(One Minute Read)
This aide memoire was originally written for our younger walkers about to embark on a three week adventure on the Annapurna Circuit. It's been incrementally fine tuned since then. You may find it helpful. Feedback and ideas always welcome.
A major contributing factor to anyone mentally or emotionally struggling with a long trek is the sheer length of time that is involved. Few people you meet, even on your regular walking tracks have been in the bush a week. Even fewer have been out for ten days. Those who have been out for twenty one or twenty eight days are far fewer still. So how do they, and we, manage a long period of time on the track?
The are a number of tools to help you.
- First, be resolved to enjoy the experience. Too many start out with a sense of dread, a gloom they never shake off and which colours their whole trip. They start from behind, even before they start. Anticipate a positive experience. Soak up what each day gives you. Do that and ensure you are not just counting the days.
- Keep a diary. But get confessional in it. Write down what you are really feeling. Down as well as high. It’s a good way to test what you are really going through. If you are missing someone, write to them, and tell them what you are feeling. You may have to wait to post it of course. Or you can simply show them when you get back.
- Walk each day at a time. If your trek leader is not briefing you on what is happening each day ask them to do so (they should be doing so as a matter of course). Understand when the breaks are planned. Know what the objective is for each day. Visualise your camp spot that night and what you will do when you finish for the day.
- In walking each day, break the trek into manageable blocks. It’s not a marathon in which you have to run for hours and hours. It might be a thirty minute or one hour block. On Aconcagua in Argentina it was 50 steps at a time once we got above 5000m and the going got a bit tougher. Reward yourself at each stop. It might be a simple ‘well done’ or a snack or some other treat. One person I know pulls his boots off and airs his feet whether they need it or not. It’s his little reward for making it that far. And it has the added benefit of forcing himself to pace himself. On Kokoda one trekker made a point of swimming in each stream we crossed, as his reward to self.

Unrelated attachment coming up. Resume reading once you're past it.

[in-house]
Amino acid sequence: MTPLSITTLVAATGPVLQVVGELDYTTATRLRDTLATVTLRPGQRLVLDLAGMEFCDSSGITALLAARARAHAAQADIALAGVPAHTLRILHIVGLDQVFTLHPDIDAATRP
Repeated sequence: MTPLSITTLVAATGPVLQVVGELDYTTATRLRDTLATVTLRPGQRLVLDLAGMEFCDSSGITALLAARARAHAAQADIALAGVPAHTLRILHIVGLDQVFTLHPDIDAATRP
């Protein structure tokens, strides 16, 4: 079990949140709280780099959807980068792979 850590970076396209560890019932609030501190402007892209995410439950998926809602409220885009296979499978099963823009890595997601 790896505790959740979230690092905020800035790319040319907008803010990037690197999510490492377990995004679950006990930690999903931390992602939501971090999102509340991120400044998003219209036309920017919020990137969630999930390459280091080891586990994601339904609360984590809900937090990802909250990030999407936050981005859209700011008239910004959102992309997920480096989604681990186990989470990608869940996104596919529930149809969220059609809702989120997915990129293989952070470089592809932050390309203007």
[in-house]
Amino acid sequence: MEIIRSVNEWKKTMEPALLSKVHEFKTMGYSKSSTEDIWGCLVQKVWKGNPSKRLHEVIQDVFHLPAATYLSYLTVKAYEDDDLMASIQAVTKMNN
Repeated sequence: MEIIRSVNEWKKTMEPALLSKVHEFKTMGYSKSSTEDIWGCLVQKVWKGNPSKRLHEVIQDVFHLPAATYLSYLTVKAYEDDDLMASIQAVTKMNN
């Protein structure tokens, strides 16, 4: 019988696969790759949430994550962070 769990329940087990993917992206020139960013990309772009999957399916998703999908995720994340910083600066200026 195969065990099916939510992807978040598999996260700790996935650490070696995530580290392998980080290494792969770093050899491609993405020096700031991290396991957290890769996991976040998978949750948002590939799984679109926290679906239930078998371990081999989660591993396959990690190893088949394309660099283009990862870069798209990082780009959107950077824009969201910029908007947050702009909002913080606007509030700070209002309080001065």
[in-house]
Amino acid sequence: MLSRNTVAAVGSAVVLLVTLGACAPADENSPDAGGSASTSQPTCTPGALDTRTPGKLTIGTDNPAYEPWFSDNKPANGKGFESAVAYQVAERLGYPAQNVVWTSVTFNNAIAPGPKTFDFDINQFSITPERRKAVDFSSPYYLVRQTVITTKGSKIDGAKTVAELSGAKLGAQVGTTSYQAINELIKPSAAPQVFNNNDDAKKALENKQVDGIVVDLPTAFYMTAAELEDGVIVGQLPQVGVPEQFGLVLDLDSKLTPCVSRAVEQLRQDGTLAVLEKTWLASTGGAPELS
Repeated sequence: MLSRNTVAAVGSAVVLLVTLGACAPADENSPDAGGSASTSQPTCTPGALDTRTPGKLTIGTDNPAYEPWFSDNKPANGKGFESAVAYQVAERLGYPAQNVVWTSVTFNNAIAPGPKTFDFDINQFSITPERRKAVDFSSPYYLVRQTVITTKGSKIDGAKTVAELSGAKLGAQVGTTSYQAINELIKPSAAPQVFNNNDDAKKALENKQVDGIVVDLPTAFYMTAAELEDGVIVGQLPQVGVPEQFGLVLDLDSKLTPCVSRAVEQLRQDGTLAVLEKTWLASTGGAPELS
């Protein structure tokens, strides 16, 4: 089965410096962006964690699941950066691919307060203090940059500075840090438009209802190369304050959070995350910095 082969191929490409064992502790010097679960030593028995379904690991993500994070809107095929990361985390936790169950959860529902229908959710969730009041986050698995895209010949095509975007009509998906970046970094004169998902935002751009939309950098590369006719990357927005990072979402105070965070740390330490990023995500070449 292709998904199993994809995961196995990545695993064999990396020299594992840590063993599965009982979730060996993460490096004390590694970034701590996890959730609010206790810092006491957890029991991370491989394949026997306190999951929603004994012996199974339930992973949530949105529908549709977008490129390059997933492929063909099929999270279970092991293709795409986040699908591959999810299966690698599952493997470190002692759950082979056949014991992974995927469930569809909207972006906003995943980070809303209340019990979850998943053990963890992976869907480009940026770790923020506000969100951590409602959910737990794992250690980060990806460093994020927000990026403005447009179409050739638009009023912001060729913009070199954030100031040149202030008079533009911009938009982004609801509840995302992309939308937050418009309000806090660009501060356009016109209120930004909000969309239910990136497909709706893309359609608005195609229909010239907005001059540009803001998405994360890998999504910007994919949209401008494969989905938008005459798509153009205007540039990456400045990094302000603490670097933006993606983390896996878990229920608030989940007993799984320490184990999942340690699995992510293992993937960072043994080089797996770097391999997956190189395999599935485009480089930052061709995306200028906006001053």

- Resist thinking about ‘next week’ or dwelling on events many days into the future. Worrying about them will not make them come any quicker and may only make you fret ore. Worse, that thinking and focus has the potential to distract you from the enjoyment of the trek. Walk each day and at the end of the day start thinking about the next day ONLY. A good trek leader will help you do that by debriefing on the day just completed, and will start to give you an idea of what to expect on the next day. And at the beginning of each day the trek master will give you a decent brief on what to expect for that day.
I spend a lot of time poring over the map and planning the stages. Looking at the ground, estimating times and breaking it down into legs. By the time I come to my route card I can picture all the stages in a macro sense. The daily legs are then broken down into a micro sense. I know that 2 hours into the day, I should be passing over a col, crossing a stream.
What this does is put a sense of responsibility on me to keep focused, be aware of my surroundings; geographically, and force me to watch the weather and changing conditions and if need be adjust my planned day as I go along. If I don't do this and rely on others to do it then I would just mong along and then all the doubts you talk about creep in.
The first 3 days is about getting fit. After that I am away and feel strong.
I walked the Swiss High Alpine Route. The Guide book said it was 15 days of strenuous walking. I did it in 9. I had 10 days leave. Good planning, good weather all helps get over the humps and crack a good hard walk.
Frank, British Antarctic Survey Guide and Survival Specialist
- Summary: the best way to handle a long walk is to reduce it to single, day-bite pieces. Walk the day, not the trek.
- When trekking the Temang Heritage Trail in Nepal in early 2020 (a comparatively short walk of seven days) the destination each day was often visible across the deep valleys that divide the peaks and ridges over which the trail runs. A point of our conversation turned on whether or not it is better to see the destination in the far distance all day, or whether it was best to come across it at the end of the day. Is it better to see the destination or is it better to imagine or visualise it? The answer really depends on you but also on the rigour of the trip. Seeing the destination in the far distance can be daunting when you know you need to descend 800m, cross a stream and then ascend another 800m to reach it. Ignorance is bliss. Others are happy to see those obstacles and break down the trip into manageable sections which help them stay on top of the day.
The photo is taken in Nepal. We have walked for half a day and Briddim, our destination, is visible on the far side of the valley. Is that encouraging (we can see where we are going) or discouraging (we have a long way to descend then a long ascent)?
Chapter Three: Know Your Emotions